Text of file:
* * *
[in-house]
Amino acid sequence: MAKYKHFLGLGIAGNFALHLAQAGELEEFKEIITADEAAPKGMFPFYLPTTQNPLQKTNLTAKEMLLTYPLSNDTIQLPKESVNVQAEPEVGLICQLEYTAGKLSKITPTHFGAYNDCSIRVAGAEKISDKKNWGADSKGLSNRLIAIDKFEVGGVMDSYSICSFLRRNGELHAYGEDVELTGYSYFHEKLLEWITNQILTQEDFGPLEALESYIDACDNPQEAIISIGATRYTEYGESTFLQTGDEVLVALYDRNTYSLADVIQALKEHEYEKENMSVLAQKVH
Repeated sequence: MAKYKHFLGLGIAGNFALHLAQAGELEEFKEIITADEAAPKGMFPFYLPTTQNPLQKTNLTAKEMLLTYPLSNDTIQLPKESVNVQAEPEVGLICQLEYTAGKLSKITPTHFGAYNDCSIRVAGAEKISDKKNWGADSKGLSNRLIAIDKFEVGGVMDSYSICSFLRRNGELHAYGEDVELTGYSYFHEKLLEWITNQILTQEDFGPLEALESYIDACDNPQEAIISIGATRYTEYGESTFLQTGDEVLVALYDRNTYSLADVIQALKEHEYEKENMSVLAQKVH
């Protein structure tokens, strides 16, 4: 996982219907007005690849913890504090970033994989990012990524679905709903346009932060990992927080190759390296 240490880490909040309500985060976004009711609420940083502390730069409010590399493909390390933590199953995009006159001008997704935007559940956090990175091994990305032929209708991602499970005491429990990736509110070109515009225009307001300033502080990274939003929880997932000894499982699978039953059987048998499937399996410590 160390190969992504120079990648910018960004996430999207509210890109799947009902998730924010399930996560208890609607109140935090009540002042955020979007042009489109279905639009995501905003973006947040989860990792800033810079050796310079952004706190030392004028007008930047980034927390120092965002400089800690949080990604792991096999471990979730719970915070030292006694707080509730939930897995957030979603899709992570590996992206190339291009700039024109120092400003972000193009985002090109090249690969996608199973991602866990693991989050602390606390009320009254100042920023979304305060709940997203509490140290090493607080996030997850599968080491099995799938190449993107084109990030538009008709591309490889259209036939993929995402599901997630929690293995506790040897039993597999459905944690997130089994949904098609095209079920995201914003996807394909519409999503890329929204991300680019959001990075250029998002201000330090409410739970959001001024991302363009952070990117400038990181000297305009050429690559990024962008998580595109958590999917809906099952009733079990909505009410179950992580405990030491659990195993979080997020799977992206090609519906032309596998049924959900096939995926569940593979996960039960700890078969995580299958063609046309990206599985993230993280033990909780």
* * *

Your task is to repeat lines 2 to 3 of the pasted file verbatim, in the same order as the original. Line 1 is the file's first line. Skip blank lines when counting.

Amino acid sequence: MAKYKHFLGLGIAGNFALHLAQAGELEEFKEIITADEAAPKGMFPFYLPTTQNPLQKTNLTAKEMLLTYPLSNDTIQLPKESVNVQAEPEVGLICQLEYTAGKLSKITPTHFGAYNDCSIRVAGAEKISDKKNWGADSKGLSNRLIAIDKFEVGGVMDSYSICSFLRRNGELHAYGEDVELTGYSYFHEKLLEWITNQILTQEDFGPLEALESYIDACDNPQEAIISIGATRYTEYGESTFLQTGDEVLVALYDRNTYSLADVIQALKEHEYEKENMSVLAQKVH
Repeated sequence: MAKYKHFLGLGIAGNFALHLAQAGELEEFKEIITADEAAPKGMFPFYLPTTQNPLQKTNLTAKEMLLTYPLSNDTIQLPKESVNVQAEPEVGLICQLEYTAGKLSKITPTHFGAYNDCSIRVAGAEKISDKKNWGADSKGLSNRLIAIDKFEVGGVMDSYSICSFLRRNGELHAYGEDVELTGYSYFHEKLLEWITNQILTQEDFGPLEALESYIDACDNPQEAIISIGATRYTEYGESTFLQTGDEVLVALYDRNTYSLADVIQALKEHEYEKENMSVLAQKVH